Completing a real estate transaction in the Province of Québec is generally similar to completing a deal in any other Canadian jurisdiction, except for certain conceptual differences. In practice, this results in the use of some special terminology and a few unique procedures, but mostly the same result is achieved. Québec has responded well to the influence from the rest of North America and its legal system, which is a mix of civil law and common law tradition, can accommodate all the latest structures.
The Civil Code of Québec is the law of general application and governs relations between persons and property. Non-residents are free to purchase real estate in Québec and are subject to the same general restrictions as residents in regard to the purchase of agricultural land and designated cultural properties.
Most real estate transactions involve a review of title, the obtaining of an up-to-date survey and, in some cases, the obtaining of title insurance. Conveyance deeds may be either under private signature or executed before a Québec notary. Québec has a graduated land transfer tax duty, subject to a variety of exemptions, including for related companies.
In Québec, a mortgage is called a hypothec, an easement is called a servitude, a ground lease is called an emphyteusis or emphyteutic lease, real property is called an immovable, a survey is called a certificate of location, an air right is called a right of superficie and a condominium is called a divided co-ownership.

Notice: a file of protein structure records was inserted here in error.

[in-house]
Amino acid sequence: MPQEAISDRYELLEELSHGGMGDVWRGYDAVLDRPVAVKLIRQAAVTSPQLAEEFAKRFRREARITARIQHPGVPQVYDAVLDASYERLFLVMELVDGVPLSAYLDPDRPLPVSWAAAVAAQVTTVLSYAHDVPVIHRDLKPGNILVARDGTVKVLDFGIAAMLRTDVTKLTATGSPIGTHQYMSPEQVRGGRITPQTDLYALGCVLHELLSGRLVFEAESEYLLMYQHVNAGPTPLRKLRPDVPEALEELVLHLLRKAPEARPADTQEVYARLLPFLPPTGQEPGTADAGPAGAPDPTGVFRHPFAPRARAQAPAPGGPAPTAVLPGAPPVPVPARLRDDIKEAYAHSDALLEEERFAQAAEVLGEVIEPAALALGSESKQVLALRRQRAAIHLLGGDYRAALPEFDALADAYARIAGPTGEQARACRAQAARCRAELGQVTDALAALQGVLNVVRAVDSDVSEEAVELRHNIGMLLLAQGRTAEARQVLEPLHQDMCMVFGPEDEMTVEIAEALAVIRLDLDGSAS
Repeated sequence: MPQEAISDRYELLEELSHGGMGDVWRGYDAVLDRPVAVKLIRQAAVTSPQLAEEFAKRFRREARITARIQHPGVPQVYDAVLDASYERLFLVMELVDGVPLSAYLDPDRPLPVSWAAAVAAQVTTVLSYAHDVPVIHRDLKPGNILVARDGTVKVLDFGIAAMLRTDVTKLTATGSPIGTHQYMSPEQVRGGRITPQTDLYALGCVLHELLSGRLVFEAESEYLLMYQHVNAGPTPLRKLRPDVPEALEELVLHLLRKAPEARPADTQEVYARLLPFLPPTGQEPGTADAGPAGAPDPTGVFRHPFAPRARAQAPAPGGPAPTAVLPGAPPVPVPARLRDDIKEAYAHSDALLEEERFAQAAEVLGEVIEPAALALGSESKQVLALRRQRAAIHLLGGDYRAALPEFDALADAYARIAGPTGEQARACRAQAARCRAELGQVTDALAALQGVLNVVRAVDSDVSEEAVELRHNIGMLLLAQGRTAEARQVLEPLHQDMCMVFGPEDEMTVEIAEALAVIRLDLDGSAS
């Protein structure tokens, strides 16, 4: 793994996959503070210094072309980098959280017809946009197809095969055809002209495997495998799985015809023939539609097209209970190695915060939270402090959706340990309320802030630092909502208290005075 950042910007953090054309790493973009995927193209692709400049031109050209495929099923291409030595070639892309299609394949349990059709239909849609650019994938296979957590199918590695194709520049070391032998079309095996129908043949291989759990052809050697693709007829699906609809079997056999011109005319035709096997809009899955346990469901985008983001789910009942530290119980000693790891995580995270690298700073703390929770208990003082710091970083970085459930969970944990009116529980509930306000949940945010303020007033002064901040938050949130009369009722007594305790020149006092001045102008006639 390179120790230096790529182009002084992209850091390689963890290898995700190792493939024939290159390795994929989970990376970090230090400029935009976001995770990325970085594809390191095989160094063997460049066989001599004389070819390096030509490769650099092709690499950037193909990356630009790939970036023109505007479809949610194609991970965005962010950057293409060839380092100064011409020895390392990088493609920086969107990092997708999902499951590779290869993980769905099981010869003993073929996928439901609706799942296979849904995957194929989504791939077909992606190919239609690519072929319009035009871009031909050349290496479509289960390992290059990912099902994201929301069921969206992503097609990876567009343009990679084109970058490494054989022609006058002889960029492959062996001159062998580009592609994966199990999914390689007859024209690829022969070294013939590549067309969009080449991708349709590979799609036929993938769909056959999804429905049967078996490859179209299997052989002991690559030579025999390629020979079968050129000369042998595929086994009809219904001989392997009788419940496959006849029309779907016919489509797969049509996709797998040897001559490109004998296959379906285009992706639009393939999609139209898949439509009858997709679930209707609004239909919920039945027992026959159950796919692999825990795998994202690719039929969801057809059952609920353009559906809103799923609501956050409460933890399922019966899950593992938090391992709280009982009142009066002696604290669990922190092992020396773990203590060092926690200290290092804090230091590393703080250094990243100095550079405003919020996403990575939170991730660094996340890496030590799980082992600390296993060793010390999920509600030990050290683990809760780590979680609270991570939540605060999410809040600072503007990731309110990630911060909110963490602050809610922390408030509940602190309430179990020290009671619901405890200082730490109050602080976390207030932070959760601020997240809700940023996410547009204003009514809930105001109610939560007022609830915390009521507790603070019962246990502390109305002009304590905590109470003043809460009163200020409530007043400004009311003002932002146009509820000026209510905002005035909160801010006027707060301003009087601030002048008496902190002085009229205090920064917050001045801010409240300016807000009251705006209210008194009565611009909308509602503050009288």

Mortgages are called hypothecs in Québec and must be signed before a Quebec notary if real estate is involved. Québec has a modern central registry system for hypothecs on personal property, leases and conditional sales agreements in which filings and searches can be completed electronically. There is a separate land registry system for title to real estate and hypothecs on real estate. Like other Canadian jurisdictions, Québec has certain fundamental rules which are of "public order" and cannot be waived by the parties. However, in most commercial contexts, the rules of the Civil Code of Québec may be deviated from if desired by the parties.
There is no division of legal ownership and beneficial ownership in Quebec as there is in the common law. It is often the practice in Quebec to register title to real estate in the name of an agency or nominee company and have the nominee enter into an unregistered agency agreement with the beneficial owners. In this way the nominee, even though it is the registered owner, is not vested with any right of beneficial ownership.
Québec law can accommodate all the sophisticated and complex structures being used elsewhere in North America. Indeed, many non-residents own or participate in major development projects in Québec such as shopping centres, office buildings and industrial and multi-residential developments. Québec law can and has accommodated income funds, REITS, trusts, limited partnerships, monetizations and securitizations – all with the usual "joie de vivre" and a few special touches to preserve Québec’s cultural identity.
The content of this article is intended to provide a general guide to the subject matter. Specialist advice should be sought about your specific circumstances.
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